Dear WJC Family,
This Saturday night we will observe the unique custom of the Selichot service, the first of three incredible spiritual and musical services leading up to Rosh HaShanah. We will come together with four other local Conservative congregations in the outside tent at Beth El Synagogue Center (details below including Zoom info) and be led in a service of beautiful song and meditation. The Selichot prayers are an important step in our High Holiday process. They give us the opportunity to move from wherever we found ourselves emotionally at the beginning of the Hebrew month of Elul, the month preceding Rosh HaShanah to where we need to be to experience a meaningful High Holidays.
In a year where we may have found ourselves with spiritual feelings of shock, numbness, indifference, abandonment, depression and/or disappointment, the Pre-High Holiday process may be as important as ever. In his book “Redemption, Prayer and Talmud Torah,” Rabbi Joseph B. Soloveitchik describes the process of awakening to prayer:
What is the structure of liberation through prayer? We find, upon analysis, that the process of redemption of the individual and the community through prayer. is similar to the redemption from Egypt, as described by the Zohar. There are three stages:
1) No prayer at all – the silence of atrophy, the absence of a need-awareness;
2) An outcry, a voice, saturated with suffering and sadness;
3) The birth of the word, i.e., the birth of prayer through the word.
Before Elul we may have found ourselves in stage 1 – emotionally and spiritually lost, unaware of how to connect. On the first day of Elul and every morning since we have been blowing the shofar. This is stage 2 – crying out wordlessly, suddenly aware of the difficult spiritual and emotional state in which we find ourselves, and left with no resource but to cry out wordlessly with the carnal cry of the ram’s horn. Tonight at Selichot we push ourselves to stage 3 – the joining together in beautiful prayer, led by our talented local clergy.
The power and value of this night of transition from outcry to prayer is a powerful liturgical tool preparing us for the extensive and complicated prayers of the High Holiday mahzor. To use a different metaphor, the beauty, pathos and meaning of the Selichot prayers are the opening act for the spiritual and liturgical drama that is about to unfold. This year, we need that warm-up as much as any. So, I hope you will join us on Saturday night in person at Beth El or, if you are more comfortable, on the Zoom.
Later in the week, on the evening of September 1, we will gather in our own outside tent for another kind of service of preparation – “A Musical Path to Return” a service of healing and moving forward led Neshama Carlebach, her musicians and our clergy. The service will feature songs and prayers of spiritual grounding, healing and joy, led with the powerful and beautiful talent and spirit Neshama brings every time she sings, as well as meditations by our clergy to focus us on the spiritual tasks required of us during the High Holidays. I hope you will join us outside or on Zoom and share this special moment of teshuva, or “return,” with us.
And we have yet a third outside musical opportunity on Monday, September 6, Erev Rosh HaShanah (and Labor Day) – Return, Renew, and Rejoice. A new contemporary service led by our clergy to bring in the High Holidays together with singing accompanied by instruments and spiritual learning. Following the service, join us for dessert to bring in the year with sweetness and you can stay to end the evening with Minchah/Ma’ariv at 7:00pm.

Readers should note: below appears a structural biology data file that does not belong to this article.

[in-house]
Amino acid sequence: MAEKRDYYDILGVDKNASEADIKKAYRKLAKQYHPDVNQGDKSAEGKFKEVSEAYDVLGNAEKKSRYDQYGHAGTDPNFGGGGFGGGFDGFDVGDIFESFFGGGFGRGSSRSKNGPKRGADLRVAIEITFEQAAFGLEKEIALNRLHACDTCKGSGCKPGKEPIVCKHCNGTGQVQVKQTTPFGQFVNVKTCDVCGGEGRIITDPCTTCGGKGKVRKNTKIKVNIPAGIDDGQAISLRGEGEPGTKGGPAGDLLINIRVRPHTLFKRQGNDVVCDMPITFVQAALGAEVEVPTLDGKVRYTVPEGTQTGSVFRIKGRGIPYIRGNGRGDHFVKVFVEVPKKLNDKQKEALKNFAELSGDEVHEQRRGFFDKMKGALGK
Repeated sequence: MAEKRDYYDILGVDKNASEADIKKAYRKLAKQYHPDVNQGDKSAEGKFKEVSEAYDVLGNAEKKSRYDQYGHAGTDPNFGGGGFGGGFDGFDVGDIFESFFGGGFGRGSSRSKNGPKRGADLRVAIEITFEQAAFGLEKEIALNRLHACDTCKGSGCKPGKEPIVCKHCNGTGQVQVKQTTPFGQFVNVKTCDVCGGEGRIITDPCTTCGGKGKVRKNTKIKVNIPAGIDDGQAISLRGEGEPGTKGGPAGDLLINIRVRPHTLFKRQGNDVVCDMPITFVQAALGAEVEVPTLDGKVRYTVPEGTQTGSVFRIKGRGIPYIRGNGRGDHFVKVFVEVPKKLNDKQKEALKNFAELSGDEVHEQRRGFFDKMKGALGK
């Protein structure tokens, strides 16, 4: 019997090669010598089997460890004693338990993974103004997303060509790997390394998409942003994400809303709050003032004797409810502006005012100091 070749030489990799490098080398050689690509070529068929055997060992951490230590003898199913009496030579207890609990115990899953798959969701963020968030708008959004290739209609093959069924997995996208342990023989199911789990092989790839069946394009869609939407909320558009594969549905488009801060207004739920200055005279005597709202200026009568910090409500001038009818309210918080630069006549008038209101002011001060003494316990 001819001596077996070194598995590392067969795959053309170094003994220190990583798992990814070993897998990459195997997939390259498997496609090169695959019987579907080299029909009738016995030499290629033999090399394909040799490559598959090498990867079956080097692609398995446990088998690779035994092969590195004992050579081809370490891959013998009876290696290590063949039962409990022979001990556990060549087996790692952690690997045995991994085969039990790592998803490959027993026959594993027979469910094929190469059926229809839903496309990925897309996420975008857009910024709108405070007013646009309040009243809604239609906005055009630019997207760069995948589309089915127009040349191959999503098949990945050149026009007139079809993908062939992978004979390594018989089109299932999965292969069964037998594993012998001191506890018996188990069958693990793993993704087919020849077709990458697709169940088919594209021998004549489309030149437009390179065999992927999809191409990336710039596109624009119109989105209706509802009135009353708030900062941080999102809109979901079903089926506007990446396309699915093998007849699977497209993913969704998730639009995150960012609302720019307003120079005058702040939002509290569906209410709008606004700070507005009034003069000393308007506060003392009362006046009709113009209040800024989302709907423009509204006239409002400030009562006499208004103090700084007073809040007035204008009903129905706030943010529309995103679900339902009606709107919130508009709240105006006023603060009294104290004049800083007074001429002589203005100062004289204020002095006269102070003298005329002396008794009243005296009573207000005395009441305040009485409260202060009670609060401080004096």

Of course, all of these wonderful opportunities to refocus on spiritual matters have one goal in mind, arriving at the High Holidays prepared to have the most meaningful, healing and fortifying experience possible. Dozens of people have been working incredibly hard behind-the-scenes to make it the best experience possible. We are offering a plethora of diverse opportunities for folks with varying needs and desires. The High Holiday Task Force under the leadership of Susan Miller and Harold Treiber, the Covid-19 Task Force and our absolutely incredible and intrepid staff are doing everything possible in this crazy, shifting landscape to help us reach that goal. We owe them all a debt of gratitude as well as a lot of understanding.
While all are doing an incredible job, please keep in mind the gargantuan and dynamic nature of the challenge before us and give us all the benefit of the doubt. While we are sure the services will not run perfectly, we are confident that they will be as smooth and meaningful as we could possibly achieve under the circumstances. Let’s focus on the incredible leap in what we can offer from last year to this year and not on what we will not be able to do.
And, now that we are close enough to the actual event, please keep your eyes open over the next week for communication about our final decisions regarding safety and security protocols at services.
One last note – this is our last summer Shabbat and I have to give a huge shout-out to Cindy Heller, volunteer extraordinaire, for arranging all of our volunteers who led services and gave divrei Torah over the last two months. The clergy is so appreciative of all of her efforts, as the whole WJC family should be, as well as for all of the great chanting and darshaning by our volunteers!
This week I will be speaking on Friday night – services in person and on the Live Stream at 7:15pm. Then at Saturday morning services Jerry Fortinsky will be delivering the Dvar Torah – “Should Jews Feel Ashamed of Jeffrey Epstein, Harvey Weinstein and Bernie Madoff?” Finally at Shabbat minchah, which starts at 7:15pm Saturday, I will be teaching on the topic, “Let’s Make a Deal – The Third Covenant with God?”
See you in shul or on the Live Stream,
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